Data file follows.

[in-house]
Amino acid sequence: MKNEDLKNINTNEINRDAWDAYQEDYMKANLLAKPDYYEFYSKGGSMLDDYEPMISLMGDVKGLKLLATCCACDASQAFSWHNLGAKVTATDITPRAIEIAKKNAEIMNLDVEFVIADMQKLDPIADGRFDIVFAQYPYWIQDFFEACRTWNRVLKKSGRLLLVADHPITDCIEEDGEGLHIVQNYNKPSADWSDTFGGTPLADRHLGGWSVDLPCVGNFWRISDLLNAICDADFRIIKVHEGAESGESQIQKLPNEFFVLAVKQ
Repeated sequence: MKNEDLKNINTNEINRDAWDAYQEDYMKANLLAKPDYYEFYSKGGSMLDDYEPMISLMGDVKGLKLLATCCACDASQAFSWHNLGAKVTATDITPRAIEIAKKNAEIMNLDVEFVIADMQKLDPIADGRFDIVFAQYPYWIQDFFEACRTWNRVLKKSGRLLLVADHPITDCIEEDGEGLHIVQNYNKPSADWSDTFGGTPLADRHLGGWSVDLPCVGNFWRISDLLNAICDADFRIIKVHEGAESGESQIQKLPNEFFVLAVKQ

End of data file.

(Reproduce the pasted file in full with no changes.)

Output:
[in-house]
Amino acid sequence: MKNEDLKNINTNEINRDAWDAYQEDYMKANLLAKPDYYEFYSKGGSMLDDYEPMISLMGDVKGLKLLATCCACDASQAFSWHNLGAKVTATDITPRAIEIAKKNAEIMNLDVEFVIADMQKLDPIADGRFDIVFAQYPYWIQDFFEACRTWNRVLKKSGRLLLVADHPITDCIEEDGEGLHIVQNYNKPSADWSDTFGGTPLADRHLGGWSVDLPCVGNFWRISDLLNAICDADFRIIKVHEGAESGESQIQKLPNEFFVLAVKQ
Repeated sequence: MKNEDLKNINTNEINRDAWDAYQEDYMKANLLAKPDYYEFYSKGGSMLDDYEPMISLMGDVKGLKLLATCCACDASQAFSWHNLGAKVTATDITPRAIEIAKKNAEIMNLDVEFVIADMQKLDPIADGRFDIVFAQYPYWIQDFFEACRTWNRVLKKSGRLLLVADHPITDCIEEDGEGLHIVQNYNKPSADWSDTFGGTPLADRHLGGWSVDLPCVGNFWRISDLLNAICDADFRIIKVHEGAESGESQIQKLPNEFFVLAVKQ